Masters of the Channel

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Masters of the Channel for six hours, we are masters of the world.
His boasting was exaggerated (since he never ruled the world), his underestimating of Britain and her allies was misguided
(as he soon found out), although his fearlessness in battle (“He who fears being conquered is sure of defeat”) was
respected.

In 1810, when Napoleon was at the height of his power, his empire included countries directly under his control (like The
Netherlands), countries which his forces occupied (like Spain) and countries with whom he had treaty agreements (like
Austria).

By 1815, when Napoleon was in exile on Elba, monarchies throughout Europe had beenrestored and life (in the sense of
who ruled what country) was essentially back to normal. So when the former ruler escaped from Elba, it is little wonder why
the monarchies of Europe quickly marshaled their forces against him.

History records the events after Napoleon fled Elba as "The Hundred Days." As he traveled to Paris, picking
up support along the way, Napoleon must have been formulating his plan of action:


When he arrived in Paris, he overthrew Louis XVIII. Perhaps he thought the chance of empire once again
belonged to him.



He raised an army of 280,000 men and went on the offensive in Belgium.



On June 15th, he defeated the Prussians at the Ligny.



At Quatre Bras, that same day, he held Wellesley (known by then as the first Duke of Wellington).
At Waterloo, a village south of Brussels, Napoleon’s quest for empire ended forever. Wellington held all day
against Napoleon’s attack (this is an interactive battle simulator) until the Prussian Gebhard von Blücher (the lesser-known
hero of Waterloo) returned to rout the French.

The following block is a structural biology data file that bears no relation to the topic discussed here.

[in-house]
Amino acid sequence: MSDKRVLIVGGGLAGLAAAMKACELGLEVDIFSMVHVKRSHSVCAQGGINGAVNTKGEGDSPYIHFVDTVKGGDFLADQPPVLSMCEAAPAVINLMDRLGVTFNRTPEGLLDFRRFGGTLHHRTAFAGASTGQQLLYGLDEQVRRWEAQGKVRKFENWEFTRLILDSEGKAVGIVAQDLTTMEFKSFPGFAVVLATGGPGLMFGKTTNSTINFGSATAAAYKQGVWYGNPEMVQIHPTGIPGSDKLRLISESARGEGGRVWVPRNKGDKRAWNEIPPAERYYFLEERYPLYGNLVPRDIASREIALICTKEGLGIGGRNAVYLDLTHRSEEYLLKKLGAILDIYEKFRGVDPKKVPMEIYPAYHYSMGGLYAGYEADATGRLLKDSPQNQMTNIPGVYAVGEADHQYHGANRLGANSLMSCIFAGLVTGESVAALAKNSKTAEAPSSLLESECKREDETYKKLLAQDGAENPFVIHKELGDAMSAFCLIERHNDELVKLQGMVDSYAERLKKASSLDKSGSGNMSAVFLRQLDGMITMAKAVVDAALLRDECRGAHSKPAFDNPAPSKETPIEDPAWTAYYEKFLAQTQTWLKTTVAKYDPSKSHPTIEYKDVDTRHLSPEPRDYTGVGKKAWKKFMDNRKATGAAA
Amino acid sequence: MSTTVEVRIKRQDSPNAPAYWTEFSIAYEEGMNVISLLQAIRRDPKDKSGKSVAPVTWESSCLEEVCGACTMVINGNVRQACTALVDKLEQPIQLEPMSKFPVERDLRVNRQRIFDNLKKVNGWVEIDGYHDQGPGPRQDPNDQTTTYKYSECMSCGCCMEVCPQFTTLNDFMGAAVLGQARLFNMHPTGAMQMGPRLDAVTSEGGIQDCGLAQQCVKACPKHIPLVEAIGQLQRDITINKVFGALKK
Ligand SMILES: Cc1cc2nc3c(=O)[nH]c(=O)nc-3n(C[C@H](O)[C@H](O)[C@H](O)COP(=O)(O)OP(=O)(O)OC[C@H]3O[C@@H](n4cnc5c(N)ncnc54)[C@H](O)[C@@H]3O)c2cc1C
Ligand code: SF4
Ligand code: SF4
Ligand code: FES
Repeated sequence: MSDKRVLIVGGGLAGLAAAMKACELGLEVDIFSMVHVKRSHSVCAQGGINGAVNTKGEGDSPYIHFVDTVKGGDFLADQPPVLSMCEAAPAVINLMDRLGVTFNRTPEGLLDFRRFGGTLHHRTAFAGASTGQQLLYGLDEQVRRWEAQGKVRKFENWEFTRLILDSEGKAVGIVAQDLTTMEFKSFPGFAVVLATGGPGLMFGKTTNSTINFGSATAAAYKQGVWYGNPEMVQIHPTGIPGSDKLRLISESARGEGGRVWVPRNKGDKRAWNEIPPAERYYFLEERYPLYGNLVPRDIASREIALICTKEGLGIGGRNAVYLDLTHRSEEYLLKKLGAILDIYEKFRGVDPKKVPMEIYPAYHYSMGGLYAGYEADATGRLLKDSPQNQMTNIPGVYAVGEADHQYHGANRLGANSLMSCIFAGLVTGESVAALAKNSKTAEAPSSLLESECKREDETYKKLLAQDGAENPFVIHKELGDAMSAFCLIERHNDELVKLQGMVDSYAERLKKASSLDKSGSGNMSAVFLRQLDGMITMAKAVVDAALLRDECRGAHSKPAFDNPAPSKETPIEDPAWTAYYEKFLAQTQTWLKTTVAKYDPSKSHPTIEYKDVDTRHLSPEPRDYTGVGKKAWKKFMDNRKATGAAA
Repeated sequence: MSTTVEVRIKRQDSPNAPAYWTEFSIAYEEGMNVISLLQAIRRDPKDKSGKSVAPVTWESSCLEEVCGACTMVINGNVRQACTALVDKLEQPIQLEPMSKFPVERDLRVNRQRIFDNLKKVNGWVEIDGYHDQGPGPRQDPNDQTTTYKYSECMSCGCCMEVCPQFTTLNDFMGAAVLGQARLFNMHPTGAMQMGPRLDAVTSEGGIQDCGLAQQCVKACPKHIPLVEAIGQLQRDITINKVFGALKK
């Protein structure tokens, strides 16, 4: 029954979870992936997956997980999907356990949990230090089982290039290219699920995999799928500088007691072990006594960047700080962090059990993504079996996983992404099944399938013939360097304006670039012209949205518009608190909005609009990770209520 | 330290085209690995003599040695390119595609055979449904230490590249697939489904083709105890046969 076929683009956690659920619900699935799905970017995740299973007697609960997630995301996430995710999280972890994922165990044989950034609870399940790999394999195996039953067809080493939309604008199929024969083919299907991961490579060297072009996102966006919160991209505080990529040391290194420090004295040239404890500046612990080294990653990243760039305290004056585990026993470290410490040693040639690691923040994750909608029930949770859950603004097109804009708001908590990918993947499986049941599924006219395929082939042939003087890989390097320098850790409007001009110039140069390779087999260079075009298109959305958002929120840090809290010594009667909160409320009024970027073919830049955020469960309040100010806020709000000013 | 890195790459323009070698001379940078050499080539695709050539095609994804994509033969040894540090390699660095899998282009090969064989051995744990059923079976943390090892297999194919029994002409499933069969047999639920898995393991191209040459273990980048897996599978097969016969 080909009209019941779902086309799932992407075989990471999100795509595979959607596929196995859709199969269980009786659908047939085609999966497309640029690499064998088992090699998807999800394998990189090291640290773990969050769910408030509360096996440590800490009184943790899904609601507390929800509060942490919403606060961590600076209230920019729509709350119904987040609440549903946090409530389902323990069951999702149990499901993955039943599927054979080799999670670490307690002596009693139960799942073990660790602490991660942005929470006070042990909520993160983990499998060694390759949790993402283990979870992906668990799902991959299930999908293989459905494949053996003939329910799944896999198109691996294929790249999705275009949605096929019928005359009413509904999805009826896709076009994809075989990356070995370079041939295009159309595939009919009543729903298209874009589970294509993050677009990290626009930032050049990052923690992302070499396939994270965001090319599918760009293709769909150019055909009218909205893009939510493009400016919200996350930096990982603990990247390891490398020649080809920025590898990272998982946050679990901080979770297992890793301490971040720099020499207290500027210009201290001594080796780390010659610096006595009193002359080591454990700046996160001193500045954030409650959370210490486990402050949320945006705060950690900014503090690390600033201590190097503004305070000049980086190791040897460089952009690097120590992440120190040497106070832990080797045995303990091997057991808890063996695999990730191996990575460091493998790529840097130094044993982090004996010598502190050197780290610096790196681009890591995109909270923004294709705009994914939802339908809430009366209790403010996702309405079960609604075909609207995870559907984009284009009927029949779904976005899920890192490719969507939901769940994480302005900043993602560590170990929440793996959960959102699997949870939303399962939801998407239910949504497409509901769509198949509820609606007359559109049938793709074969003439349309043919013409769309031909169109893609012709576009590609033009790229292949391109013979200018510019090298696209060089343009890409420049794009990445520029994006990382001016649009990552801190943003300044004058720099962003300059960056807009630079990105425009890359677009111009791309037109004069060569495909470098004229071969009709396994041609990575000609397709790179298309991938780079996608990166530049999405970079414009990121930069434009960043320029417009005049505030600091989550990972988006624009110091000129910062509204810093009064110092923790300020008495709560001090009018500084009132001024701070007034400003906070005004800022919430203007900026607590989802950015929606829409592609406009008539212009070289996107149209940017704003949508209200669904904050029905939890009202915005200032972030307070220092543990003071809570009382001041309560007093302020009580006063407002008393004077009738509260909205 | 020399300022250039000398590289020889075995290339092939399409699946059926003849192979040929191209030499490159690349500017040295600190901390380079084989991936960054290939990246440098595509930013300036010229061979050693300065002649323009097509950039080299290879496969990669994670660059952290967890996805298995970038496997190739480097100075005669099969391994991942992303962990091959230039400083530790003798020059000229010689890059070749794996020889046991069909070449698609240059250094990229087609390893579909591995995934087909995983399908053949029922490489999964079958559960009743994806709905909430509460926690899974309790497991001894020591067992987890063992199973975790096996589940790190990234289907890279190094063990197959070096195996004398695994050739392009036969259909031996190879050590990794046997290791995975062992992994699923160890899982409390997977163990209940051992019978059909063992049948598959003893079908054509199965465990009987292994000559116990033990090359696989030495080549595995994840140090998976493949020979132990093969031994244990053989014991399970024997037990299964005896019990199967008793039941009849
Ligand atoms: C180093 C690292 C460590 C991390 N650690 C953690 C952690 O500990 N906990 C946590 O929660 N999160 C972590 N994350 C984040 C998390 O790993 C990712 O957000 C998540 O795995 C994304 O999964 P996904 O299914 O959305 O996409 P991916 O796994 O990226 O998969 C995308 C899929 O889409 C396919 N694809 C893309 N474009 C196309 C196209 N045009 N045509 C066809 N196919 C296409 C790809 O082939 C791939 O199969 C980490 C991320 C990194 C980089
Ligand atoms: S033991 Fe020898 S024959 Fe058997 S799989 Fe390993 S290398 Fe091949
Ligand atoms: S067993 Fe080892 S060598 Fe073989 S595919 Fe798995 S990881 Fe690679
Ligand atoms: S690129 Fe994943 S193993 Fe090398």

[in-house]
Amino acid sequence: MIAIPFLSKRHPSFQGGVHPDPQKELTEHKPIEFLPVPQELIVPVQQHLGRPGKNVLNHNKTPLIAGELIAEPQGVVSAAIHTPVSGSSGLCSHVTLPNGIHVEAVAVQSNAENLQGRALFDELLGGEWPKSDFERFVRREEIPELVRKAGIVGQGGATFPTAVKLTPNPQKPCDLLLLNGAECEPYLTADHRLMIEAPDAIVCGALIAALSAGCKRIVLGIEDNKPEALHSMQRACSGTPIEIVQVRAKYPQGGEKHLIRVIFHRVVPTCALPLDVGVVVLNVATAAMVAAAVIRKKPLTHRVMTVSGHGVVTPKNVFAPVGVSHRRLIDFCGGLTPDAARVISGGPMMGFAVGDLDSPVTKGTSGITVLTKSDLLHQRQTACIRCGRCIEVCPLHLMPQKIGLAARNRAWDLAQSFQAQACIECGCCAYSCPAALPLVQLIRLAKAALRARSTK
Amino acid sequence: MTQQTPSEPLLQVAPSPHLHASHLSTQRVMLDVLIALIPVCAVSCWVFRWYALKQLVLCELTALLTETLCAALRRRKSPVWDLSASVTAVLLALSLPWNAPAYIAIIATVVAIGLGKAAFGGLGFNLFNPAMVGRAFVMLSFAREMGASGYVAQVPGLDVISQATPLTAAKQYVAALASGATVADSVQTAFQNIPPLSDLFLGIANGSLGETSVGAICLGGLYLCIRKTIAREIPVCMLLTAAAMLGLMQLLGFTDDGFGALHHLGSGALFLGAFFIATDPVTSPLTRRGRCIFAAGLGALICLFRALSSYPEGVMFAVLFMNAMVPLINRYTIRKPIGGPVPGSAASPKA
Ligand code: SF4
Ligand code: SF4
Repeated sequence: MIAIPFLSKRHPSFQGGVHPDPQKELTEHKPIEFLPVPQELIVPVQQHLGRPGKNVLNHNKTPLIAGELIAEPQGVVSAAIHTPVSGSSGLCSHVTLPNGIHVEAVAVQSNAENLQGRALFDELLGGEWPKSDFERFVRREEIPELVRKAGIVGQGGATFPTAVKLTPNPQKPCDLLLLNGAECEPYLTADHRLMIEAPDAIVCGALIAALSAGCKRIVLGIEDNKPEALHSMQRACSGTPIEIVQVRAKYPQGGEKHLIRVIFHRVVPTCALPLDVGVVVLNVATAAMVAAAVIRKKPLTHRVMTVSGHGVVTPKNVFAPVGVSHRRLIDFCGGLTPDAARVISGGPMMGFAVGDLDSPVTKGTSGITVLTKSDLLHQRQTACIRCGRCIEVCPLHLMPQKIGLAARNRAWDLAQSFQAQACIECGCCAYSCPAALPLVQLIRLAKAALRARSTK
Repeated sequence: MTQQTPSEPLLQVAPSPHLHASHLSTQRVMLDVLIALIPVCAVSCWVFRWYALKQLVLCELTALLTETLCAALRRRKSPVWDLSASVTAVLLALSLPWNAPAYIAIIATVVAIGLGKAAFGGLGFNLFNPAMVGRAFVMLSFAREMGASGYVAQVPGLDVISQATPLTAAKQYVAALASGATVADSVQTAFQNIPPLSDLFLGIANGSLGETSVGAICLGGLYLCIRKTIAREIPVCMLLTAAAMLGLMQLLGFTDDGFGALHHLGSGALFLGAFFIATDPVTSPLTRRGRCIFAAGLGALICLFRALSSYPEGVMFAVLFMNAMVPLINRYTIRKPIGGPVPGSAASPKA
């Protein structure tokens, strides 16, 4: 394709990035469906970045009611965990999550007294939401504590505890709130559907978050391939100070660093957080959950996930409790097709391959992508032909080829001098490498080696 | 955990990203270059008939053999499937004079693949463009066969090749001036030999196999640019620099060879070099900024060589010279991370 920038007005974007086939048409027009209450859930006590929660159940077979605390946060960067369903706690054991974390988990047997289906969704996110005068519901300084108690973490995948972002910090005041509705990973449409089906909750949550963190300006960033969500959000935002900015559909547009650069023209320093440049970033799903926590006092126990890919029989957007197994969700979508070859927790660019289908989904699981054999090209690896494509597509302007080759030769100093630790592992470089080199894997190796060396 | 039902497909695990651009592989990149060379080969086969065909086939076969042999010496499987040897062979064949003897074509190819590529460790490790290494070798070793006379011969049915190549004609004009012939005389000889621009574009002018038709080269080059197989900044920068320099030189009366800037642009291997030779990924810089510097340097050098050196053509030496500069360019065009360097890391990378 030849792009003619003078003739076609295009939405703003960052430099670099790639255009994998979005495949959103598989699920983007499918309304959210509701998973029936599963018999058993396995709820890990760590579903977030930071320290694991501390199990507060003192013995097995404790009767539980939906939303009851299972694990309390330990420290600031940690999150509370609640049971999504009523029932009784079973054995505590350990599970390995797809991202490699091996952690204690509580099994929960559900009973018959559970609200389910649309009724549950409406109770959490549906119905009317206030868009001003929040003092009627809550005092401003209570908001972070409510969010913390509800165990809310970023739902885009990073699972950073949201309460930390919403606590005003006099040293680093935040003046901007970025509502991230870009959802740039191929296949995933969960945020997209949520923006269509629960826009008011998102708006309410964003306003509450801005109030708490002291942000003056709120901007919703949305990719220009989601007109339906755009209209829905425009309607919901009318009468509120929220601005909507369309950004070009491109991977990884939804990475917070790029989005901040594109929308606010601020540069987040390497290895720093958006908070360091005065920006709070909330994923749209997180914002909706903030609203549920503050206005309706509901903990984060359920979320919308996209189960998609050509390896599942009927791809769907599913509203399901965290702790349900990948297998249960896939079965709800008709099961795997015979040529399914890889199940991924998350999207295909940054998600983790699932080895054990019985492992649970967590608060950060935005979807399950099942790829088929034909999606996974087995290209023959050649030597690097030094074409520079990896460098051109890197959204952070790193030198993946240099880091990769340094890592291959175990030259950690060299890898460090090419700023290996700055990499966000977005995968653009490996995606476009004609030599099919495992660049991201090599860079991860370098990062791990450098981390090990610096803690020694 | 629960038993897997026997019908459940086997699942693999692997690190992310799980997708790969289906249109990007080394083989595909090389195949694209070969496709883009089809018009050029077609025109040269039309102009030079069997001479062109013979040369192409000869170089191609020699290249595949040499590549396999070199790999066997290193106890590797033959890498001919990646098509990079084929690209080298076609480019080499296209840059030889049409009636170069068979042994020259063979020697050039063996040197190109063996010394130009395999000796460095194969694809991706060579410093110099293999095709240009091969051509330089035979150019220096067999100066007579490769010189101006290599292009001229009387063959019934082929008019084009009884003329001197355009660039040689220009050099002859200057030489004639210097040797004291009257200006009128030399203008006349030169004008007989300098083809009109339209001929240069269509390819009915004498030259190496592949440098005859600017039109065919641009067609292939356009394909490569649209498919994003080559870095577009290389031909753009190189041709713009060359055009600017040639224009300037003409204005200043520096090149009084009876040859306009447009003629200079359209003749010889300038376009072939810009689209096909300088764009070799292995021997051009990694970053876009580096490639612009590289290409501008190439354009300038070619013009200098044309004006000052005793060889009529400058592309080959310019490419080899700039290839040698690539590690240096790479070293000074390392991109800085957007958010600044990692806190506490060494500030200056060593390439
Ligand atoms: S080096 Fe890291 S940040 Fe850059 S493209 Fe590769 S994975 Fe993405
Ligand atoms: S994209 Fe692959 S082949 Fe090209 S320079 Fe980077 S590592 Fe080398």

By the 18th of June, 1815, the battle was over. The combined Allied Forces had ended Napoleon's quest for a "come back."

One of Napoleon’s personal aids - his equerry, Jardin Ainé - left an insightful eyewitness account of the battle. His
descriptions of the battle’s end, and the effects of the defeat on Napoleon, are revealing:

Napoleon towards eight o'clock in the evening, seeing that his army was almost beaten, commenced to despair of the success which
two hours before he believed to be assured. He remained on the battlefield until half-past nine when it was absolutely necessary to
leave.

Assured of a good guide, we passed to the right of Genappes and through the fields; we marched all the night without knowing too
well where we were going until the morning. Towards four o'clock in the morning we came to Charleroi where Napoleon, owing to
the onrush of the army in beating a retreat, had much difficulty in proceeding.

At last after he had left the town, he found in a little meadow on the right a small bivouac fire made by some soldiers. He stopped by
it to warm himself and said to General Corbineau, “Et bien Monsieur, we have done a fine thing.”

General Corbineau saluted him and replied, “Sire, it is the utter ruin of France.”

Napoleon turned round, shrugged his shoulders and remained absorbed for some moments. He was at this time extremely pale and
haggard and much changed.

He took a small glass of wine and a morsel of bread which one of his equerries had in his pocket, and some moments later mounted,
asking if the horse galloped well. He went as far as Philippeville where he arrived at mid-day and took some wine to revive himself.
He again set out at two o'clock in a mail carriage towards Paris where he arrived on the 21st at 7 a.m. at the Elysée whence he
departed on the 12th, in the same month.
Napoleon abdicated again - this time on 22 June 1815. He was exiled again - this time to the small island of Saint Helena (a
British Protectorate off the western coast of Africa.)

He did not escape again, but after he died (in 1821) Napoleon's body was returned to Paris where it remains interred at
the Hotel des Invalides.

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